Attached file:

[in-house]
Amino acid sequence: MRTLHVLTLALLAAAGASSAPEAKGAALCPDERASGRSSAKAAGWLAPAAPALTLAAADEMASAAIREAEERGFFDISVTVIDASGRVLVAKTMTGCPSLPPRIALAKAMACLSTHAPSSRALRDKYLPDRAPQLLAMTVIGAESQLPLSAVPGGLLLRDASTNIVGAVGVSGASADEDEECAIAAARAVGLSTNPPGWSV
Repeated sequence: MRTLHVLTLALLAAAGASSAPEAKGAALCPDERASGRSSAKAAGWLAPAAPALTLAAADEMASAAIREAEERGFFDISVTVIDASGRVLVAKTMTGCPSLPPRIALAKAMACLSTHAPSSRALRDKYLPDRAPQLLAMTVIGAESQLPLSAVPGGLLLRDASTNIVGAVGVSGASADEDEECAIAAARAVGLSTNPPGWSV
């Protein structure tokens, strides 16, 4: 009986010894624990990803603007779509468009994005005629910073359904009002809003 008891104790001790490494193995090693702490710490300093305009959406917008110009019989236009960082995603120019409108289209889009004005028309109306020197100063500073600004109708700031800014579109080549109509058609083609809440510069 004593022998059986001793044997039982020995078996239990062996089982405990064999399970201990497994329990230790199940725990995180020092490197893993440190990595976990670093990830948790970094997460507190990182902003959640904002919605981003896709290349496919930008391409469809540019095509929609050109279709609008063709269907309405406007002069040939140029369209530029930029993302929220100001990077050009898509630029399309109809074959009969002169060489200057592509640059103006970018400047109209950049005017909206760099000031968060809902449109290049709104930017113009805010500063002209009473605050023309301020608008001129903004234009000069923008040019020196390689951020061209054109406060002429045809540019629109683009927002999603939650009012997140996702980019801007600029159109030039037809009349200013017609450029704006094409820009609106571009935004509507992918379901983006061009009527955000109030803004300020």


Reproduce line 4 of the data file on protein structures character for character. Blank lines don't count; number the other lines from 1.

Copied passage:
């Protein structure tokens, strides 16, 4: 009986010894624990990803603007779509468009994005005629910073359904009002809003 008891104790001790490494193995090693702490710490300093305009959406917008110009019989236009960082995603120019409108289209889009004005028309109306020197100063500073600004109708700031800014579109080549109509058609083609809440510069 004593022998059986001793044997039982020995078996239990062996089982405990064999399970201990497994329990230790199940725990995180020092490197893993440190990595976990670093990830948790970094997460507190990182902003959640904002919605981003896709290349496919930008391409469809540019095509929609050109279709609008063709269907309405406007002069040939140029369209530029930029993302929220100001990077050009898509630029399309109809074959009969002169060489200057592509640059103006970018400047109209950049005017909206760099000031968060809902449109290049709104930017113009805010500063002209009473605050023309301020608008001129903004234009000069923008040019020196390689951020061209054109406060002429045809540019629109683009927002999603939650009012997140996702980019801007600029159109030039037809009349200013017609450029704006094409820009609106571009935004509507992918379901983006061009009527955000109030803004300020």